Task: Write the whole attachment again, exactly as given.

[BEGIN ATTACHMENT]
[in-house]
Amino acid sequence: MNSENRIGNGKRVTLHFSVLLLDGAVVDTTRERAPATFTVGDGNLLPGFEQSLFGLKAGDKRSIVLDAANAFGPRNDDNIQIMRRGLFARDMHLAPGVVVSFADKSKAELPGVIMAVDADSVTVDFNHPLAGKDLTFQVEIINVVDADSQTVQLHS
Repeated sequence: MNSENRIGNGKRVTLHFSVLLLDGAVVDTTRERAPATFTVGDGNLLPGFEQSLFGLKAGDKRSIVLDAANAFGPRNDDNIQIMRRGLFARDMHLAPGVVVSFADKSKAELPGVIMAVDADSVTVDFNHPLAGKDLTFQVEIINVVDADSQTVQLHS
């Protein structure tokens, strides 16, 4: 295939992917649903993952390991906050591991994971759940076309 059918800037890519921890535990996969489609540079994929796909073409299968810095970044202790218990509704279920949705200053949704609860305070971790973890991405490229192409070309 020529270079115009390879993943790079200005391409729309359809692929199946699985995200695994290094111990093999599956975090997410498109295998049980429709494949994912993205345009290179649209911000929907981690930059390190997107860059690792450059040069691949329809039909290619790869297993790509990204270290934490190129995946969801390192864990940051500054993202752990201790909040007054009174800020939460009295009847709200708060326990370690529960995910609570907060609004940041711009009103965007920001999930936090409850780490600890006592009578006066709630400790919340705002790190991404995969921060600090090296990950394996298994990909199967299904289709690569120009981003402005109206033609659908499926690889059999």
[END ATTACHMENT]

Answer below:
[in-house]
Amino acid sequence: MNSENRIGNGKRVTLHFSVLLLDGAVVDTTRERAPATFTVGDGNLLPGFEQSLFGLKAGDKRSIVLDAANAFGPRNDDNIQIMRRGLFARDMHLAPGVVVSFADKSKAELPGVIMAVDADSVTVDFNHPLAGKDLTFQVEIINVVDADSQTVQLHS
Repeated sequence: MNSENRIGNGKRVTLHFSVLLLDGAVVDTTRERAPATFTVGDGNLLPGFEQSLFGLKAGDKRSIVLDAANAFGPRNDDNIQIMRRGLFARDMHLAPGVVVSFADKSKAELPGVIMAVDADSVTVDFNHPLAGKDLTFQVEIINVVDADSQTVQLHS
């Protein structure tokens, strides 16, 4: 295939992917649903993952390991906050591991994971759940076309 059918800037890519921890535990996969489609540079994929796909073409299968810095970044202790218990509704279920949705200053949704609860305070971790973890991405490229192409070309 020529270079115009390879993943790079200005391409729309359809692929199946699985995200695994290094111990093999599956975090997410498109295998049980429709494949994912993205345009290179649209911000929907981690930059390190997107860059690792450059040069691949329809039909290619790869297993790509990204270290934490190129995946969801390192864990940051500054993202752990201790909040007054009174800020939460009295009847709200708060326990370690529960995910609570907060609004940041711009009103965007920001999930936090409850780490600890006592009578006066709630400790919340705002790190991404995969921060600090090296990950394996298994990909199967299904289709690569120009981003402005109206033609659908499926690889059999």